Sitting on a rock and letting the wind hit my face never made more sense that it does right now. In front of me a wall of giant, sharp rocks plunges into a river and patches of forest. A white covering spreads all around me that, if seen from afar, could look like snow. But it’s really gravel, the white material that Liberia used to build its streets years ago and which earned it the name the White City.
Millions of years ago, this crevice opened up in the heart of Liberia and gave it a water source, a gallery forest and an uncommon landscape, a part of which the Guanacaste Conservation Area (ACG) hopes to convert into a biological corridor: the Liberia River Canyon.
On top of this gravel devoid of minerals – which is really a mix of stone, quartz and other volcanic material – small, thorny vegetation grows with hard leaves and very twisted trunks.
If we were to try and compare it to something similar in the province we couldn’t do it, although those of us who are here agree that it looks a little like the moors of the high zones in the Central Valley such as the Cerro de la Muerte or Chirripó.
Maybe it can’t be seen easily, but this part of life that is underneath our feet and all around us serves as a buffer zone between the Rincón de la Vieja National Park and the city of Liberia. According to the ACG’s plan, it also serves as a biological corridor that, joined with other zones, connects Rincón de la Vieja with the Lomas de Barbudal natural reserve and the Palo Verde National Park.
In the green patch that survives there, clinging to land exposed to pollution from the Liberia River, strong winds and forest fires, is the wooded heart of Guanacaste: “It’s an example of the origins of the forests that were originally in our province,” says the head of the ACG’s Forest and Wildlife Resource Management Office, Francisco Ramírez.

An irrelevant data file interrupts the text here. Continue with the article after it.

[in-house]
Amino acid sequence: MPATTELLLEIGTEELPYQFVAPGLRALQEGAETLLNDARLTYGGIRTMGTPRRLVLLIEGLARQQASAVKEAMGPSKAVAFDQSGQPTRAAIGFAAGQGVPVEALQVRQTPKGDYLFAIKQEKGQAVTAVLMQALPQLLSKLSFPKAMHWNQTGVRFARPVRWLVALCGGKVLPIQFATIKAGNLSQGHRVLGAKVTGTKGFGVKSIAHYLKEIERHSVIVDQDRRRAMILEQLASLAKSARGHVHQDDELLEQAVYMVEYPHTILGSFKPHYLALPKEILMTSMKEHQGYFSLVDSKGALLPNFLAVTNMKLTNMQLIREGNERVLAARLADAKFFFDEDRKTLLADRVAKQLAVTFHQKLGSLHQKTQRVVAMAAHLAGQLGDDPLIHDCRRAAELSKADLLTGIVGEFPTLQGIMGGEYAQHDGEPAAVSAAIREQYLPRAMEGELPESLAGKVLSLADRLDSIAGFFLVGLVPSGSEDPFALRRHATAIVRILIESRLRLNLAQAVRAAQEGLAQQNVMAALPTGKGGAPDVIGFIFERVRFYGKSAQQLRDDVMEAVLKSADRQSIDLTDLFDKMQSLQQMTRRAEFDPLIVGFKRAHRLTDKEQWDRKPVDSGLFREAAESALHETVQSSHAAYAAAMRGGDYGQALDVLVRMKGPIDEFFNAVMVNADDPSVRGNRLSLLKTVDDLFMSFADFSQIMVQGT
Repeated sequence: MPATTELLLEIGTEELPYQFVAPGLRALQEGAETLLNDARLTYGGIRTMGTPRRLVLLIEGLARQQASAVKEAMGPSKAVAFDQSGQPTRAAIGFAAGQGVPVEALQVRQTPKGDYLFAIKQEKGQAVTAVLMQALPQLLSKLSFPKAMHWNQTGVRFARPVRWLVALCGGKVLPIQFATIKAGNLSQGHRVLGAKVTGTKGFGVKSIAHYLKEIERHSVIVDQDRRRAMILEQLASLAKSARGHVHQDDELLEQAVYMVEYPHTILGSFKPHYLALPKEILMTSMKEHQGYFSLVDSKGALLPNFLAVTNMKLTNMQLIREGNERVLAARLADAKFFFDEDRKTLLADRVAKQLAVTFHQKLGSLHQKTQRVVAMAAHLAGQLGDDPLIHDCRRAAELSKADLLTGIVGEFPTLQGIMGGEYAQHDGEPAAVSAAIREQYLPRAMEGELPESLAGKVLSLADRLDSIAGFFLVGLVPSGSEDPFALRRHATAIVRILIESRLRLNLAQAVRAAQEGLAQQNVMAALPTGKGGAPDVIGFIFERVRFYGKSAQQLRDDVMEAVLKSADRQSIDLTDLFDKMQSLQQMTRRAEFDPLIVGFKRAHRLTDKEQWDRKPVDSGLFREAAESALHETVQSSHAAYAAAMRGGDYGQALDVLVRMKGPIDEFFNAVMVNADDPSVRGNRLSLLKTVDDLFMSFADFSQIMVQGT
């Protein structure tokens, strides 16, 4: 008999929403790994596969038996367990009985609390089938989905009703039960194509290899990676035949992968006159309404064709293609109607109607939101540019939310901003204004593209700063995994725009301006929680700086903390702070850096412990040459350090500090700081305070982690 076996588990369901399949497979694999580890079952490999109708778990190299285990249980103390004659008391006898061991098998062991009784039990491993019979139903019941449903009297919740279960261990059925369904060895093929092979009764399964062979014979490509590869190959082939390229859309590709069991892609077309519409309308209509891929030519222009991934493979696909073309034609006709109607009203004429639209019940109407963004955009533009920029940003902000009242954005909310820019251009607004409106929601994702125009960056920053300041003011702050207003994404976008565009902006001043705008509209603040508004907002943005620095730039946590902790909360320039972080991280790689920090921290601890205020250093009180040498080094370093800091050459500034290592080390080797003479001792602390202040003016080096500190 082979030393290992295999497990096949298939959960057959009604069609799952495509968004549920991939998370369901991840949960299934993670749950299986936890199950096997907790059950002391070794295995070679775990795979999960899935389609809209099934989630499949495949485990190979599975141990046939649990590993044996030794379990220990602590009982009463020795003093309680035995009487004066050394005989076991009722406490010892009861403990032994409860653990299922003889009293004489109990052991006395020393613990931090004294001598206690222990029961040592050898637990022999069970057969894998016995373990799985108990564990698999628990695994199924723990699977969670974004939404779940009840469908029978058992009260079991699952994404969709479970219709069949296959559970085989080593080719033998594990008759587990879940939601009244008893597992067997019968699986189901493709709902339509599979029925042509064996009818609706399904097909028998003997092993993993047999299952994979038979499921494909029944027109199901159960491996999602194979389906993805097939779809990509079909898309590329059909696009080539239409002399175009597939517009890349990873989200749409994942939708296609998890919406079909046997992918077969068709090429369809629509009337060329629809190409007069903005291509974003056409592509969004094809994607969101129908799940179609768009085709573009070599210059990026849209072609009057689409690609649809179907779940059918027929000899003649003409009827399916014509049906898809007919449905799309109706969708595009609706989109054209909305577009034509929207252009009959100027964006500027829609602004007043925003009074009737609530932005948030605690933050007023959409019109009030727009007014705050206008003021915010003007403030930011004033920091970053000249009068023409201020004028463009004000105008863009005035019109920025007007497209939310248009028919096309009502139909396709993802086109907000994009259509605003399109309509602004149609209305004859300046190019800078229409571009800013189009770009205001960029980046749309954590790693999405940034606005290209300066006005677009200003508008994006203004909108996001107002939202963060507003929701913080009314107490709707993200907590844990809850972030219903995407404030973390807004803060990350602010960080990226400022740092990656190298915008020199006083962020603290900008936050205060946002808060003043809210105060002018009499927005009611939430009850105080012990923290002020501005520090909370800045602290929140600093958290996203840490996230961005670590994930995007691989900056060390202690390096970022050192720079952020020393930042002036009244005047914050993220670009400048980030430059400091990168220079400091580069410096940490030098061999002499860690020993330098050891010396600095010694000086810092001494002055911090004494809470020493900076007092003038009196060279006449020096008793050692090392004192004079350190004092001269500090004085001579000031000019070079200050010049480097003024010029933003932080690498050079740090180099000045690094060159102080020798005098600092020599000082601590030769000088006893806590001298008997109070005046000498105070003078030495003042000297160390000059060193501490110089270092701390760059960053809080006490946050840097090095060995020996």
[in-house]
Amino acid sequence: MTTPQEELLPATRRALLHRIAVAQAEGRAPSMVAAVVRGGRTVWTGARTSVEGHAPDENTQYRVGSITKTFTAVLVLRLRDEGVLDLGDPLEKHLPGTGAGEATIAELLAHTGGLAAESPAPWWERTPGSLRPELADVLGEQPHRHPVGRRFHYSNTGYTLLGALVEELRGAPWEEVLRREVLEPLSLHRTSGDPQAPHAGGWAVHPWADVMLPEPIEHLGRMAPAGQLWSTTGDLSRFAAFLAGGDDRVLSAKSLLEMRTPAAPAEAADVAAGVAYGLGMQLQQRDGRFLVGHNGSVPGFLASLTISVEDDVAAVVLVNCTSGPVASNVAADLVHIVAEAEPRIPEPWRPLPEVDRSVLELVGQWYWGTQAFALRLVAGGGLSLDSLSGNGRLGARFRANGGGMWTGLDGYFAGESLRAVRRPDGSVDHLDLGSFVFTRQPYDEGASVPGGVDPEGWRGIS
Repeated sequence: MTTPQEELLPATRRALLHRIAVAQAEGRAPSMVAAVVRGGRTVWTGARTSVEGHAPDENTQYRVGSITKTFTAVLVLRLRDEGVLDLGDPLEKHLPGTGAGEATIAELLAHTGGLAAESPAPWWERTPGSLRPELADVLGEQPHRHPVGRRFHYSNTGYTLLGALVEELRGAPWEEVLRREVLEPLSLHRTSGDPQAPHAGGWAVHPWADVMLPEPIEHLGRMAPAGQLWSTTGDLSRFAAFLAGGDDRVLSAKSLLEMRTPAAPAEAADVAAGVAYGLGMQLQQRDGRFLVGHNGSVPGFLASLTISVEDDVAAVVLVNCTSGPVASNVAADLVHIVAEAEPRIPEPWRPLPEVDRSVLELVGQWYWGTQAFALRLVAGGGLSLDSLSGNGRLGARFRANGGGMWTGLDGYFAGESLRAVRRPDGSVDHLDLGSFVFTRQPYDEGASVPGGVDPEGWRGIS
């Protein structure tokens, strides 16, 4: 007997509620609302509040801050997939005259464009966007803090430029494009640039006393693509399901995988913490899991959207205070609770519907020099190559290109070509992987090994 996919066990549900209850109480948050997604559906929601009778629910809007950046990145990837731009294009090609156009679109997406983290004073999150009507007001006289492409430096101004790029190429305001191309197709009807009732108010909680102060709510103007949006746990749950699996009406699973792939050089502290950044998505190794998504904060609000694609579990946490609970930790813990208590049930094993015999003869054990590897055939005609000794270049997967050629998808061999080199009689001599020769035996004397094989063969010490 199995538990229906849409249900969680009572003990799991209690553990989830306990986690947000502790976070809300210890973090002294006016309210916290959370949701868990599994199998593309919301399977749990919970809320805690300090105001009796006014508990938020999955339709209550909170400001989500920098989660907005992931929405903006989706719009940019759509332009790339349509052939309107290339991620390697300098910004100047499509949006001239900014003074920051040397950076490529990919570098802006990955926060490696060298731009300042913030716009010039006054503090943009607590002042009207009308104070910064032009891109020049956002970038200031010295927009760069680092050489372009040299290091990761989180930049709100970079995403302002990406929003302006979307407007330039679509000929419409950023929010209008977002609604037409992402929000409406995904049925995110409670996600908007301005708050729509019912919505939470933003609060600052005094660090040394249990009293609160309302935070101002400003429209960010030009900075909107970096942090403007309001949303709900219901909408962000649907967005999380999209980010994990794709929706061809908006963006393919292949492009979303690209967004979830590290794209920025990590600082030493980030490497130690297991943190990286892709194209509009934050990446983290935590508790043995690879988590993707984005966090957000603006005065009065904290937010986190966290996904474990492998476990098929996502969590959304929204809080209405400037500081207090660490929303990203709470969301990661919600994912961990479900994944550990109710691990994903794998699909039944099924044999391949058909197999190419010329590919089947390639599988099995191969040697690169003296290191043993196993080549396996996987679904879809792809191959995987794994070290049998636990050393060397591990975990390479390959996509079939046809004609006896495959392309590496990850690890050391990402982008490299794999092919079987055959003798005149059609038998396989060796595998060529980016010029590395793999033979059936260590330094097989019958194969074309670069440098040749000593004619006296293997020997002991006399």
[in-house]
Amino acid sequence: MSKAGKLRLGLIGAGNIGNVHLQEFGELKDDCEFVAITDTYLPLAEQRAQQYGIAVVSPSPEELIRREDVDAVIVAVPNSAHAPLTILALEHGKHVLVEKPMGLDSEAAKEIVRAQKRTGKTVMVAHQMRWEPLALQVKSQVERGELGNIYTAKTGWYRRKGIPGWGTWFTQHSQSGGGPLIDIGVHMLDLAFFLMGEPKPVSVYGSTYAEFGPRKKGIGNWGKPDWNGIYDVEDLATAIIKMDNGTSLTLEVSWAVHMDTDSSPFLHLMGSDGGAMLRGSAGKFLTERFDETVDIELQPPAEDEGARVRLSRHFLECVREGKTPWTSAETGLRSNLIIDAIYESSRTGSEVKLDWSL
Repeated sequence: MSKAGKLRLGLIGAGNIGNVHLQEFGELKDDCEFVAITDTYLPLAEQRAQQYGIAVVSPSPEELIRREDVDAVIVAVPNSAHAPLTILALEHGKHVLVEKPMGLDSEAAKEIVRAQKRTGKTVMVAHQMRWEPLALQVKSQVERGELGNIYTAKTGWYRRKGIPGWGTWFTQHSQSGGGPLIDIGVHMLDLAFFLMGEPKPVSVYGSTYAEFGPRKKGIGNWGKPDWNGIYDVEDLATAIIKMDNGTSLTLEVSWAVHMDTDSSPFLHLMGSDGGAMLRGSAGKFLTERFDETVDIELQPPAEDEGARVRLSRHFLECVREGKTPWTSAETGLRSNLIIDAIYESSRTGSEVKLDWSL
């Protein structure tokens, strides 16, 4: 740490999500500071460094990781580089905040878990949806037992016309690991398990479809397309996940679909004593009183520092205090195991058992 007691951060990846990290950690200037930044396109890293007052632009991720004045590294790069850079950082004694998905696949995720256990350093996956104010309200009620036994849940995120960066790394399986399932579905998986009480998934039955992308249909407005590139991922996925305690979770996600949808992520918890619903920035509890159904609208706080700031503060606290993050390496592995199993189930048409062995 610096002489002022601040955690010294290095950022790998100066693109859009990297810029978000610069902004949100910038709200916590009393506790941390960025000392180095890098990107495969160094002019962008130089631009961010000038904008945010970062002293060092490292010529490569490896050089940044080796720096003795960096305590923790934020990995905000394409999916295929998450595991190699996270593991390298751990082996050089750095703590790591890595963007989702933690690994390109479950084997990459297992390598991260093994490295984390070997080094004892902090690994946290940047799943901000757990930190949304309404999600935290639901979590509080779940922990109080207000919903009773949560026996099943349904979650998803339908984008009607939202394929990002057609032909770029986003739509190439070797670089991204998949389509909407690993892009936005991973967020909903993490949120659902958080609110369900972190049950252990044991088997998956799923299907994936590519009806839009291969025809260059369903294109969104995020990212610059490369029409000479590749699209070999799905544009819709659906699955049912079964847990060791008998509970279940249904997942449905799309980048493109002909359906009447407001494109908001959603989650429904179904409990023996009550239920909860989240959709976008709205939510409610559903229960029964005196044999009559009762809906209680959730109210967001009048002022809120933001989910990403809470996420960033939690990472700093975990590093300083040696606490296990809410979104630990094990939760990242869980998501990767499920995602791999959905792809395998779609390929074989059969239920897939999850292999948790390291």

Below, near the forest, you can find wild turkey, lowland pacas, deer and even felines. Above, the trees serve as a refuge from the wind for several bird species.
Do you want to pedal hard?
This is a site where you could spend hours just looking at the scenery, and feeling small but eternal. But some athletes also use the path that brought us here as training grounds.
The area is known as Morocochas, which includes part of the Colorado River Canyon, part of the Liberia River Canyon, and the El Salto River. You can get here via Moracia (by the garbage dump) or via the Pilas sector of Rincón de la Vieja, if you want to see a richer landscape. If you reach downtown Liberia and you ask someone how to get to Morochas, it’s very possible they’ll be able to direct you.
Some well-trained cyclists can get here with just their pedals. Others, like us, peddled part of the way and came the rest of the way in a car so we could bear the journey. Either way, you will be well compensated.